I have always found it easiest to learn by example, so let's look at some simple but useful examples before we get to the API reference. It will make a lot more sense if this is your first time. Before we do, however, consider this next section before rolling up your sleeves ...

Before getting started: Simple command line queries, piping to TTYtter, and -runcommand

Sometimes you don't have to write an extension at all. If you are simply requesting data that you can get with regular TTYtter commands, then simply piping commands to TTYtter would be enough. Since this way you are completely controlling what you want to fetch and do, you should use the -script option. The examples below assume you already have your API keyfile created in the default location.

For example, suppose you just wanted to find out the last 20 tweets of user twitterapi and then grep it for something:

echo "/again twitterapi" | ttytter -script | grep -i banana

Or, maybe you want to find Japanese wannabe poets:

echo "/search #haiku" | ttytter -script

Notice that all of these examples use -script. The -script argument, as you will recall, disables automatic updates, sets -silent, and disables ANSI colour and other settings inappropriate for not-a-terminal.

In the above example, if you're simply interested in fetching specific types of tweets or filtering out others, a -filter option and a set of hashtags could be all you require. See Command-line options.

Obviously, you are not limited to single commands; you could have an entire command file if you like, and just pass that in with redirection or as an argument (ttytter -script my_script_file). However, you can make your requests very compactly if you are only sending a single command by using -runcommand. Instead of fetching your timeline like this,

echo "/a" | ttytter -script

you can make the request without the pipe by using it as a parameter to -runcommand:

ttytter -runcommand="/a" # this is faster too

which, as you remember from above, sets -script automatically and runs the single command you want for you in one step. As another example, consider what's in my crontab: ttytter -runcommand="/replies"

If the command you want to pass to -runcommand requires a menu code, you can simply provide it a tweet ID or a DM ID instead (to pass a DM ID, prepend the ID with d to disambiguate it, since the ID numbers can overlap).

Similarly, posting from the command line can either be done by piping tweets to TTYtter, or using -status (and/or -hold to make the post bulletproof, and/or -silent to make it shut up):

echo "Eating other Twitter clients for lunch. Yowza." | ttytter -script

echo "Eating other Twitter clients for lunch. Yowza." | ttytter -status=-

ttytter -status="Eating other Twitter clients for lunch. Yowza."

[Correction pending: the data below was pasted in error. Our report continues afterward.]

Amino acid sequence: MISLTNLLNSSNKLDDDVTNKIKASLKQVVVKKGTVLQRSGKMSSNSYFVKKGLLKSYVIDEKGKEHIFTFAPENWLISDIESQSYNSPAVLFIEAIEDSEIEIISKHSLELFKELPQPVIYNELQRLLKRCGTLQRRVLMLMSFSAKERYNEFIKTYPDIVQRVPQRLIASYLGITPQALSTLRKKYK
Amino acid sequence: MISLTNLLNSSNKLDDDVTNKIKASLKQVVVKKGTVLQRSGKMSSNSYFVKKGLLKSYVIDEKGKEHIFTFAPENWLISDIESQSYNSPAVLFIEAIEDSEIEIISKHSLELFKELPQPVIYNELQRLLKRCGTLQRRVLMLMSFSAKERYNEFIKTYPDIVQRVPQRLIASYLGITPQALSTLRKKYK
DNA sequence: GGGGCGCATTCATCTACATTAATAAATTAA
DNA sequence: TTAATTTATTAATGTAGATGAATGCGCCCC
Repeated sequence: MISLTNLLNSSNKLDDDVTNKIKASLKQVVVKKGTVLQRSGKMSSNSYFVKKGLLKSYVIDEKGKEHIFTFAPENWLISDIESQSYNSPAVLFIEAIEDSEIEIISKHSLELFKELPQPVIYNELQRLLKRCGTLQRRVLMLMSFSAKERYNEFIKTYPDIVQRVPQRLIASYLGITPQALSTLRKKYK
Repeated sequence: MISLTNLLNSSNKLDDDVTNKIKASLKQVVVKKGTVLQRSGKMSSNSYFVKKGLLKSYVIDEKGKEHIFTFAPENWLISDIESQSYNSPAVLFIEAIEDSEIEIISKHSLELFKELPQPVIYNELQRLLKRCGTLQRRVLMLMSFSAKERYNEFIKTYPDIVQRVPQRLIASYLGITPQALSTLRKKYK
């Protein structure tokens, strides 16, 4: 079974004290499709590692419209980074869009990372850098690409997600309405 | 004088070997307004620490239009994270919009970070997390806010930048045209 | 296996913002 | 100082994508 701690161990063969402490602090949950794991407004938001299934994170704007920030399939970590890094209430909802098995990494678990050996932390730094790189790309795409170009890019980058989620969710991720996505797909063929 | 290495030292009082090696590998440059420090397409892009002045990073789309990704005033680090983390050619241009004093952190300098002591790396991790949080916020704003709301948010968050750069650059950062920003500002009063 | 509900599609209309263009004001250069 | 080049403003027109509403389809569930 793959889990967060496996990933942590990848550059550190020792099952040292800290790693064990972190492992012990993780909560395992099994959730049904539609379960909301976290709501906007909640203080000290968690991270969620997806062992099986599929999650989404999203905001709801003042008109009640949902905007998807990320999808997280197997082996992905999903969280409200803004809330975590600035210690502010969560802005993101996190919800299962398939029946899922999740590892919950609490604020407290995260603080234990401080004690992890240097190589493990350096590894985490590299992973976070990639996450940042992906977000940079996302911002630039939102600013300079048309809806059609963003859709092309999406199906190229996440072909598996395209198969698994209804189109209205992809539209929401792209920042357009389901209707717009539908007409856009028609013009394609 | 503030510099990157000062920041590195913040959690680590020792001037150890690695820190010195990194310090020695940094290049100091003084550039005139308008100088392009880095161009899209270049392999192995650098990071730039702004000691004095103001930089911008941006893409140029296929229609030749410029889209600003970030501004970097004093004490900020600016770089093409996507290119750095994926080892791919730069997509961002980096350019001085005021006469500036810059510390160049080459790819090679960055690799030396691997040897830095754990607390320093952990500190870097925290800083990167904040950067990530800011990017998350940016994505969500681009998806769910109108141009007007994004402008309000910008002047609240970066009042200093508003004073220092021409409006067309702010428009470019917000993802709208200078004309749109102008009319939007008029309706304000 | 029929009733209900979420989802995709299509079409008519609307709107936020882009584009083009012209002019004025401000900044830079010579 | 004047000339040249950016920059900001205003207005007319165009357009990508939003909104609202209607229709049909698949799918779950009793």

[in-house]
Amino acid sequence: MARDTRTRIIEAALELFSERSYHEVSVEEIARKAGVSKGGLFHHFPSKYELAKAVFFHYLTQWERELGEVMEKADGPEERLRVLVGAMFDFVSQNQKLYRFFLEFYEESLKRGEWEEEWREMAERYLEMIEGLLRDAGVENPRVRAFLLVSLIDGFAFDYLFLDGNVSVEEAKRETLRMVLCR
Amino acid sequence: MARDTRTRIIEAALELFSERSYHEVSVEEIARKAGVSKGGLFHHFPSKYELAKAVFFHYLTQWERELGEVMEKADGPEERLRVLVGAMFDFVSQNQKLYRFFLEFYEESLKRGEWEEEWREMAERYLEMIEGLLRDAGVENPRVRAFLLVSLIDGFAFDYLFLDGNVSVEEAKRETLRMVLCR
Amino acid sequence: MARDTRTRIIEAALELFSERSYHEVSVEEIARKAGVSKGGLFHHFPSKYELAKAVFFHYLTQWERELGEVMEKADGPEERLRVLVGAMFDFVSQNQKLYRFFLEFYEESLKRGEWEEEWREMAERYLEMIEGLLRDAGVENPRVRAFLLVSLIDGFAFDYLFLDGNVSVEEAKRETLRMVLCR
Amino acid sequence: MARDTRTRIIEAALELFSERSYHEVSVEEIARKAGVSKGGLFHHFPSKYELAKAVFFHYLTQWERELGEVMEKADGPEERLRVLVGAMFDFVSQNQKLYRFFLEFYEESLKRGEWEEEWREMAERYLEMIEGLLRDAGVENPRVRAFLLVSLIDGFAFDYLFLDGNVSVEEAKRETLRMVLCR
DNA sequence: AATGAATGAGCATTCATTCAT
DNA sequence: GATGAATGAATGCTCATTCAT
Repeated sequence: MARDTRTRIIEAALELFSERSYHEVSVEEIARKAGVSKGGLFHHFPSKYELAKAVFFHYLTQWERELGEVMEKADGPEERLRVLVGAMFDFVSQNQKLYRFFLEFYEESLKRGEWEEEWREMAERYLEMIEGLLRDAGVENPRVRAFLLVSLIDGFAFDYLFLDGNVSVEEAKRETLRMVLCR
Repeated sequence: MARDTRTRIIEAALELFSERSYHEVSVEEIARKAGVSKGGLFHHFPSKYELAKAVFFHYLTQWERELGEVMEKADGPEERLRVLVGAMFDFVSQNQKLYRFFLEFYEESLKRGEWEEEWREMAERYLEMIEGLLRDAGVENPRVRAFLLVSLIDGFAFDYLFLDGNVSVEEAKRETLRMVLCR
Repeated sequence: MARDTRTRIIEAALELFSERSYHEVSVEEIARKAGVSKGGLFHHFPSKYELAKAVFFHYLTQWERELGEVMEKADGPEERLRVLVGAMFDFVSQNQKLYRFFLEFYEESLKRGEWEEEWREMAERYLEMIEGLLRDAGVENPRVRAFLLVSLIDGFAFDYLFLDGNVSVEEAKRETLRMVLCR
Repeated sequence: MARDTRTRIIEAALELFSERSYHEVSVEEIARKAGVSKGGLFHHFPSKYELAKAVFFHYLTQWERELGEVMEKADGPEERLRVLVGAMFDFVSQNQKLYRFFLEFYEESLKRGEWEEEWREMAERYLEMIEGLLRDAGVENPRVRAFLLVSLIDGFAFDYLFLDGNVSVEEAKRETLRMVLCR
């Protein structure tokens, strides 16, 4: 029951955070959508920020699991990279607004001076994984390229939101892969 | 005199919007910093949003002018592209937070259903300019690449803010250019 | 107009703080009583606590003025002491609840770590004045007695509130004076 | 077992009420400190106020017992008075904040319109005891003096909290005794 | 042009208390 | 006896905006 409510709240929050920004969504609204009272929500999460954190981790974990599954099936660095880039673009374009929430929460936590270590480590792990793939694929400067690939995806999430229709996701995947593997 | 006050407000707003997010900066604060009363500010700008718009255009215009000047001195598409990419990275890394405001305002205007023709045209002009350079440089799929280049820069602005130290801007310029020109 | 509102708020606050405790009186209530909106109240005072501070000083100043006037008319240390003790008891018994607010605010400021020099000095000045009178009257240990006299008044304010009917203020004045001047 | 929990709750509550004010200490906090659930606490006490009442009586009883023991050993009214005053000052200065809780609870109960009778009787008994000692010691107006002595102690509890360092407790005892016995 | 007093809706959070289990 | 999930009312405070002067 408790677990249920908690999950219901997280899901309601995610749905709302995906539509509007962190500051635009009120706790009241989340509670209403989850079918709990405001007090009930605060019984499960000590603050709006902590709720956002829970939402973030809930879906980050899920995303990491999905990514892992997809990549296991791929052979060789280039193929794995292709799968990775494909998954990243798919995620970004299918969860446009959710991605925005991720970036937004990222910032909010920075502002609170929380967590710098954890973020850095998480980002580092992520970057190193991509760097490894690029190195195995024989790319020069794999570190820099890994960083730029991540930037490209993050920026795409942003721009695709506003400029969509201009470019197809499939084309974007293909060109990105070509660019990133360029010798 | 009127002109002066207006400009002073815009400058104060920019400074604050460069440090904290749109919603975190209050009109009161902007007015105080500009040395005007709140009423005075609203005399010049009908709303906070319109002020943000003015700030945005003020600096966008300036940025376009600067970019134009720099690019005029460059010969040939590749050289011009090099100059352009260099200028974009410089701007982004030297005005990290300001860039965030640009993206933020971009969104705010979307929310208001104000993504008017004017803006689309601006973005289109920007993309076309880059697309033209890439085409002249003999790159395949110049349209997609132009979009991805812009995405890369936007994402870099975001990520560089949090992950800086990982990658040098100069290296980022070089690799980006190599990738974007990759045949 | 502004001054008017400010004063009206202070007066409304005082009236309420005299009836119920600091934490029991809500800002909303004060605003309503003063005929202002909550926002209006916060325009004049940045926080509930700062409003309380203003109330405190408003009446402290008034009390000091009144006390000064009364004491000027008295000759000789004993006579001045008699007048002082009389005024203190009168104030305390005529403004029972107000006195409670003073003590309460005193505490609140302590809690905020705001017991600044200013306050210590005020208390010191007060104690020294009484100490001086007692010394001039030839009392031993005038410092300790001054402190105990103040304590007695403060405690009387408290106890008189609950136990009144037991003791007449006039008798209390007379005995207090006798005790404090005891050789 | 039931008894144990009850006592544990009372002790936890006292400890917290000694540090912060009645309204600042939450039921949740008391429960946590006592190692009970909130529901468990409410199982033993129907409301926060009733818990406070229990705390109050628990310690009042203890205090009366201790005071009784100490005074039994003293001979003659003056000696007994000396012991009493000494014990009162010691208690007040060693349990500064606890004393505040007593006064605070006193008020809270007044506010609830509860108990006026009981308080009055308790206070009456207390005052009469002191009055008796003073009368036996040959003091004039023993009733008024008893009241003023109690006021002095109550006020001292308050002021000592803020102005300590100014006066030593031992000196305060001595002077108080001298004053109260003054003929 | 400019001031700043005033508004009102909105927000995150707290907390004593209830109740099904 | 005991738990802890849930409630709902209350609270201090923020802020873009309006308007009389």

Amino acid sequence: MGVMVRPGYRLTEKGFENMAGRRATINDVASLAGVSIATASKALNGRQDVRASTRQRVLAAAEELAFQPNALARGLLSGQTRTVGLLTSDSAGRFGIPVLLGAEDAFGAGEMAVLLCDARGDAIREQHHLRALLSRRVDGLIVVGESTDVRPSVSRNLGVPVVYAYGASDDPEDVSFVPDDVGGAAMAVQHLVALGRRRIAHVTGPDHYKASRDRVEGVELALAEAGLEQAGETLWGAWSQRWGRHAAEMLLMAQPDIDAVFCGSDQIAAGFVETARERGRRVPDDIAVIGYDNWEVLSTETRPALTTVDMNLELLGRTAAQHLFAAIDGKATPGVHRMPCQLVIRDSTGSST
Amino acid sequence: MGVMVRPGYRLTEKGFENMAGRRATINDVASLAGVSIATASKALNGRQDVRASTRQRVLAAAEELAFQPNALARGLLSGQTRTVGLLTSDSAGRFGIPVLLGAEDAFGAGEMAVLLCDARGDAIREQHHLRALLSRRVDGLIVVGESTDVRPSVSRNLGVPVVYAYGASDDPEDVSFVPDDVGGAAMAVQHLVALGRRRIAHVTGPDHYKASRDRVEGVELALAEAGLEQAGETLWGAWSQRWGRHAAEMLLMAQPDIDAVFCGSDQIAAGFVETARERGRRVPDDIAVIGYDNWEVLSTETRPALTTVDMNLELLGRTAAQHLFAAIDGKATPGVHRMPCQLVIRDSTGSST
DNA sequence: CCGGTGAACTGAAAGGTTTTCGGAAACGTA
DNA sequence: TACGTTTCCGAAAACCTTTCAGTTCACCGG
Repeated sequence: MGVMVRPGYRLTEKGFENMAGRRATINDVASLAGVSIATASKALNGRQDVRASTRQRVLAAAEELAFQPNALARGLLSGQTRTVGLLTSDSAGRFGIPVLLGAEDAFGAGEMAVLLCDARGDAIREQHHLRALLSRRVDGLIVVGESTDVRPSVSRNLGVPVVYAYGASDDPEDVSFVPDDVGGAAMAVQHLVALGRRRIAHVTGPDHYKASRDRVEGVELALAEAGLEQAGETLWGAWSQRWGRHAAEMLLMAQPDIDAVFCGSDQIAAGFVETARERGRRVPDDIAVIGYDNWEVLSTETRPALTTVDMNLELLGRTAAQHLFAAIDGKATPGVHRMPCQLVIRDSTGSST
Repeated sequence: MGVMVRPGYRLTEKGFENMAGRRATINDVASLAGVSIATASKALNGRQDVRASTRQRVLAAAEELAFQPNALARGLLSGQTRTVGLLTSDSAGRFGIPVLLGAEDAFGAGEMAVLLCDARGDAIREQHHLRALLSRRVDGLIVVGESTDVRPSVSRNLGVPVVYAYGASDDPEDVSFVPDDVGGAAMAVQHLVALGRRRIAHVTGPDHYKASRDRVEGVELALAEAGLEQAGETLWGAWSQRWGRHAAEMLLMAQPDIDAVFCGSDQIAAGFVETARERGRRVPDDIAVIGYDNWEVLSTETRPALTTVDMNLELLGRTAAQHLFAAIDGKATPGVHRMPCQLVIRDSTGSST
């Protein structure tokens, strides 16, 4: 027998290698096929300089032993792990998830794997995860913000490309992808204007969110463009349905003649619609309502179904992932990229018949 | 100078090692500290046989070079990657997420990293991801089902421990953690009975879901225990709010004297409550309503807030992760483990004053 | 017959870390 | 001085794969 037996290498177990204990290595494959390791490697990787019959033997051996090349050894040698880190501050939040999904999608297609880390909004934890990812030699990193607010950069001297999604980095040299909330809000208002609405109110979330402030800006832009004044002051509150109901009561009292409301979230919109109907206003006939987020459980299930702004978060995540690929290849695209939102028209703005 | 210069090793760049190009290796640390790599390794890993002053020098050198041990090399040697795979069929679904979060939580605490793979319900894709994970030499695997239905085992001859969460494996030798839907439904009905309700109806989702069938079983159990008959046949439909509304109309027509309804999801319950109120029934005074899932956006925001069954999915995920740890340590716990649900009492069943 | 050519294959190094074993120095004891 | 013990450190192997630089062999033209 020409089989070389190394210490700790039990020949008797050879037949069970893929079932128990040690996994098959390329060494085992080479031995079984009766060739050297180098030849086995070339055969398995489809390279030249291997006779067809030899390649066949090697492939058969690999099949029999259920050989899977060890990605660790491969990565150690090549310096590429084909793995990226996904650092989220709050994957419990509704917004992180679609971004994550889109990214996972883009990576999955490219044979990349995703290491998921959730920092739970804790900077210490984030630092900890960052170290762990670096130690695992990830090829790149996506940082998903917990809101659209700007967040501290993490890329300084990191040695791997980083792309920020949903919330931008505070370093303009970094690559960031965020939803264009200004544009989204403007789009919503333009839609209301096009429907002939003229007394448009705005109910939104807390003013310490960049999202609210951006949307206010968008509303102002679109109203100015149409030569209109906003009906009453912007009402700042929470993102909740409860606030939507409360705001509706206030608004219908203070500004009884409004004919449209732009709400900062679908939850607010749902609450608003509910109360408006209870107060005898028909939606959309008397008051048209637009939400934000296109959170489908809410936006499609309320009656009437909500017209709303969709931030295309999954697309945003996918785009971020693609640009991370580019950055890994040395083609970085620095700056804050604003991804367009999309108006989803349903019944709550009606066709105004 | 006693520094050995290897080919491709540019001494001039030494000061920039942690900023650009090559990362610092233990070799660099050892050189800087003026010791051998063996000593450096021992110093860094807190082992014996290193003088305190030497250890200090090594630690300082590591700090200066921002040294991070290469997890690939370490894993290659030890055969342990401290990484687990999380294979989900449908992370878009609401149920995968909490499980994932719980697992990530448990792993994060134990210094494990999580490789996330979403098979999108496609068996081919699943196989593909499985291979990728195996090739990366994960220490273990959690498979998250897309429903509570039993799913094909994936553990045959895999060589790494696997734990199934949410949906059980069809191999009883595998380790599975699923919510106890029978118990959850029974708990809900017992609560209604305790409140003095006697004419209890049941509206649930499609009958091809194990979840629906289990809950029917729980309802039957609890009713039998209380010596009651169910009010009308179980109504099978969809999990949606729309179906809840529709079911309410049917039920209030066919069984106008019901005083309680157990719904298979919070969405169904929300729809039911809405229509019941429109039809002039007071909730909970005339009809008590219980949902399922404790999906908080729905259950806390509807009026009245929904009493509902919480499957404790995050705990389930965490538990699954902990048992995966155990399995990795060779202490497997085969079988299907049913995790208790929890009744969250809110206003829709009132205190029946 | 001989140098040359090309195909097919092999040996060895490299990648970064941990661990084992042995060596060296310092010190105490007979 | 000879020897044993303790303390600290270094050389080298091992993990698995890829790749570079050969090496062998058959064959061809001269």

Scripting is limited to only what commands the console understands, since basically you're driving the console. Similarly, it is difficult to hook error responses for any given particular command since the console does not offer this behaviour and thus scripted applications cannot be considered bulletproof. Thus, if you need to change TTYtter's behaviour in a way the console does not support, or need to write custom behaviour for enhanced reliability or fallbacks, you will need to use an extension -- which brings us to our first training-wheels, yet useful, example.

A first example: Displaying more tweet metadata

TTYtter throws away a lot of (in this context) irrelevant metadata by default when it formats tweets, but suppose you're interested in seeing a little more under the surface. Here is an example of a more florid way of displaying tweets. Place this into a separate file (example name: and invoke it with ttytter or wherever you stored it:

$handle = sub {
        my $ref = shift;
        print $stdout ($ref->{'id_str'}, " ", # BUT SEE $streamout BELOW!
                &descape($ref->{'user'}->{'name'}), " ",
                &descape($ref->{'user'}->{'location'}), " ==> ",
                &descape($ref->{'text'}), "\n");
	return 1;

This introduces the general way of hooking into the TTYtter API: rather than having regular Perl subroutines, instead you assign anonymous subroutine references to specific global scalars (listed below). This particular subroutine reference, $handle, is called for every tweet that is to be displayed and is handed a hash reference containing the individual fields of the tweet. If you don't define a handler for a particular TTYtter API subroutine reference, then the default is automatically used for you so that you only need to define the custom behaviour you want.